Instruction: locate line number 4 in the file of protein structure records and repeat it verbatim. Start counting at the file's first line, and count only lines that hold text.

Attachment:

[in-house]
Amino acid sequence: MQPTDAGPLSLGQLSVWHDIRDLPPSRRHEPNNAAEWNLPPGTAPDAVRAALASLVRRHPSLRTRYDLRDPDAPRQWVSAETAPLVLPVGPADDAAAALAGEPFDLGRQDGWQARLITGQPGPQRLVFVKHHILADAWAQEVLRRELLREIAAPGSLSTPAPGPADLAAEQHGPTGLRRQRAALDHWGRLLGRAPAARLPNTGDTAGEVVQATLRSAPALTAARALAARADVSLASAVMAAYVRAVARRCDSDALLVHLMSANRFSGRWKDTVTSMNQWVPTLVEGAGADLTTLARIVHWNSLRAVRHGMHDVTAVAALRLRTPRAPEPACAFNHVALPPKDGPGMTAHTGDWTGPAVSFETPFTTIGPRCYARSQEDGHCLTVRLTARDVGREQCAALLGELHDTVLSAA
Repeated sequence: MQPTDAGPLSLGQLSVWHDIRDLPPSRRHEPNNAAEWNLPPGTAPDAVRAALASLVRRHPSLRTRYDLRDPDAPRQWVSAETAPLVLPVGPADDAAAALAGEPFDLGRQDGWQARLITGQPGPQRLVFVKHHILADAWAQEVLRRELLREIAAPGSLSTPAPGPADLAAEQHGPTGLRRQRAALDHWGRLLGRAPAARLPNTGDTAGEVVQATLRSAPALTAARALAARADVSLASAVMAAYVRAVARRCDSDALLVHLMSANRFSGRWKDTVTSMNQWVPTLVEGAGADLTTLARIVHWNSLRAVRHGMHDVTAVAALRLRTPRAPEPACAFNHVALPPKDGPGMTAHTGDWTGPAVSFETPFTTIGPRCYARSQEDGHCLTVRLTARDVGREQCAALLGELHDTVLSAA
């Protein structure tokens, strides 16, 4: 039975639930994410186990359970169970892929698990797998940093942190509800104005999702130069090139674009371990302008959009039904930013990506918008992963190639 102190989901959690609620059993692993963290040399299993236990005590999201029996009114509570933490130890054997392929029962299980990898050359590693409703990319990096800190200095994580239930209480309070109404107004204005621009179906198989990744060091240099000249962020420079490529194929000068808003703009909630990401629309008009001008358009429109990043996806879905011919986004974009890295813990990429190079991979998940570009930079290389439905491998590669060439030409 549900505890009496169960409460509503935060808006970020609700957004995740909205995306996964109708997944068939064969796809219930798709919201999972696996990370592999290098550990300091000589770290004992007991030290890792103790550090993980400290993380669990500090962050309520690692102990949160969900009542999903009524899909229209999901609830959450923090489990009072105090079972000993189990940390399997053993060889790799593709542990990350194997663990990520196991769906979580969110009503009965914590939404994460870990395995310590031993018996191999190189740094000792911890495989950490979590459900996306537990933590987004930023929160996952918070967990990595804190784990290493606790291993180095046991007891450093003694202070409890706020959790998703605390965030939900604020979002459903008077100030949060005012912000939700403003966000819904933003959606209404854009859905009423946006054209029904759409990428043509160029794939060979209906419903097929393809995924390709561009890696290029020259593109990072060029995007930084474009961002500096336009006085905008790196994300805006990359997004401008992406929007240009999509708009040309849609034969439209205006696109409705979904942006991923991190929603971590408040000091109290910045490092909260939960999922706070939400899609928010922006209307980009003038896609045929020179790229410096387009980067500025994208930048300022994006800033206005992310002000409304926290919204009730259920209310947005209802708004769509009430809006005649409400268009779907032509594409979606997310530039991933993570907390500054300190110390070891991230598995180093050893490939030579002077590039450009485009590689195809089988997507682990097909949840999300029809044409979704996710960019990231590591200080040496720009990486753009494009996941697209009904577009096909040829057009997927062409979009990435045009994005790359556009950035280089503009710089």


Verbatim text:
């Protein structure tokens, strides 16, 4: 039975639930994410186990359970169970892929698990797998940093942190509800104005999702130069090139674009371990302008959009039904930013990506918008992963190639 102190989901959690609620059993692993963290040399299993236990005590999201029996009114509570933490130890054997392929029962299980990898050359590693409703990319990096800190200095994580239930209480309070109404107004204005621009179906198989990744060091240099000249962020420079490529194929000068808003703009909630990401629309008009001008358009429109990043996806879905011919986004974009890295813990990429190079991979998940570009930079290389439905491998590669060439030409 549900505890009496169960409460509503935060808006970020609700957004995740909205995306996964109708997944068939064969796809219930798709919201999972696996990370592999290098550990300091000589770290004992007991030290890792103790550090993980400290993380669990500090962050309520690692102990949160969900009542999903009524899909229209999901609830959450923090489990009072105090079972000993189990940390399997053993060889790799593709542990990350194997663990990520196991769906979580969110009503009965914590939404994460870990395995310590031993018996191999190189740094000792911890495989950490979590459900996306537990933590987004930023929160996952918070967990990595804190784990290493606790291993180095046991007891450093003694202070409890706020959790998703605390965030939900604020979002459903008077100030949060005012912000939700403003966000819904933003959606209404854009859905009423946006054209029904759409990428043509160029794939060979209906419903097929393809995924390709561009890696290029020259593109990072060029995007930084474009961002500096336009006085905008790196994300805006990359997004401008992406929007240009999509708009040309849609034969439209205006696109409705979904942006991923991190929603971590408040000091109290910045490092909260939960999922706070939400899609928010922006209307980009003038896609045929020179790229410096387009980067500025994208930048300022994006800033206005992310002000409304926290919204009730259920209310947005209802708004769509009430809006005649409400268009779907032509594409979606997310530039991933993570907390500054300190110390070891991230598995180093050893490939030579002077590039450009485009590689195809089988997507682990097909949840999300029809044409979704996710960019990231590591200080040496720009990486753009494009996941697209009904577009096909040829057009997927062409979009990435045009994005790359556009950035280089503009710089």